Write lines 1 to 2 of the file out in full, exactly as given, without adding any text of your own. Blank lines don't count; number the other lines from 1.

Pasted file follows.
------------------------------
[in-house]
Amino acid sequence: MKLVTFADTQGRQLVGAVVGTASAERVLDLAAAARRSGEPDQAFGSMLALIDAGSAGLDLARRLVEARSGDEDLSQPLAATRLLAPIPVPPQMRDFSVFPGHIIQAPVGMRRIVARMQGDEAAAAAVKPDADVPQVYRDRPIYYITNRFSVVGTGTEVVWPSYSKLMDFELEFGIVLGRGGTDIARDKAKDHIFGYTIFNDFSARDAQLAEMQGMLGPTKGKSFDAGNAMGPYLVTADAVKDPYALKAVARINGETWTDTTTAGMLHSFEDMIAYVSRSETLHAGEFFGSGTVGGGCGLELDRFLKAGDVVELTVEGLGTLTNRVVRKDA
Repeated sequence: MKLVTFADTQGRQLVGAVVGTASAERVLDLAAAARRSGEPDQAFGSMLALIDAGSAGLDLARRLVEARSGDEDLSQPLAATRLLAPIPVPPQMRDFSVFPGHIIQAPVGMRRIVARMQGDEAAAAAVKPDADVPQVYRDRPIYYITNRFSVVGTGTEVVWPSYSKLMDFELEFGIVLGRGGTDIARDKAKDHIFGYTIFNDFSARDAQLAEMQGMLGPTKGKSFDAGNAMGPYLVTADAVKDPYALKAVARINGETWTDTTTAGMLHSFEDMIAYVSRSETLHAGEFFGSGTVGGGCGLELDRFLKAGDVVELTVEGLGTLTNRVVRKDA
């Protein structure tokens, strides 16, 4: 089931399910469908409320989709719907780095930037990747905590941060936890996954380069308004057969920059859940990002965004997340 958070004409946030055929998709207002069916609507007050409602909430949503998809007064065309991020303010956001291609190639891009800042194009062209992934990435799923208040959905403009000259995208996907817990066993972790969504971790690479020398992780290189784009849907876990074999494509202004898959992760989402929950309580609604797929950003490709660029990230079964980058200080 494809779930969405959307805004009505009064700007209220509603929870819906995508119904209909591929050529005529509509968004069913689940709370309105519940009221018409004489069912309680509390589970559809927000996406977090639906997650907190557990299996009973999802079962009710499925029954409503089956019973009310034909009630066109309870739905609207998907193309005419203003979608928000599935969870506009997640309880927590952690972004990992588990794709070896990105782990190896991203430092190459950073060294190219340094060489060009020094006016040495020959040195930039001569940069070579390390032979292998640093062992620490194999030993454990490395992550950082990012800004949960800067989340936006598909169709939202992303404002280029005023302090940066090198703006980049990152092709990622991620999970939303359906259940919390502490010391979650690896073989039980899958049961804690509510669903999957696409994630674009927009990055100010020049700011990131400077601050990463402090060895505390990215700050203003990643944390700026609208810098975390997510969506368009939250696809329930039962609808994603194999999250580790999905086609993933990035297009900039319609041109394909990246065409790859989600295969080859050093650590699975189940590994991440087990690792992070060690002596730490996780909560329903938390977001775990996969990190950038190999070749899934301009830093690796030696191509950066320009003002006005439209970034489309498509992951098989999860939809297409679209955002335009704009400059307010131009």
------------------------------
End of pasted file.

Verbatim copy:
[in-house]
Amino acid sequence: MKLVTFADTQGRQLVGAVVGTASAERVLDLAAAARRSGEPDQAFGSMLALIDAGSAGLDLARRLVEARSGDEDLSQPLAATRLLAPIPVPPQMRDFSVFPGHIIQAPVGMRRIVARMQGDEAAAAAVKPDADVPQVYRDRPIYYITNRFSVVGTGTEVVWPSYSKLMDFELEFGIVLGRGGTDIARDKAKDHIFGYTIFNDFSARDAQLAEMQGMLGPTKGKSFDAGNAMGPYLVTADAVKDPYALKAVARINGETWTDTTTAGMLHSFEDMIAYVSRSETLHAGEFFGSGTVGGGCGLELDRFLKAGDVVELTVEGLGTLTNRVVRKDA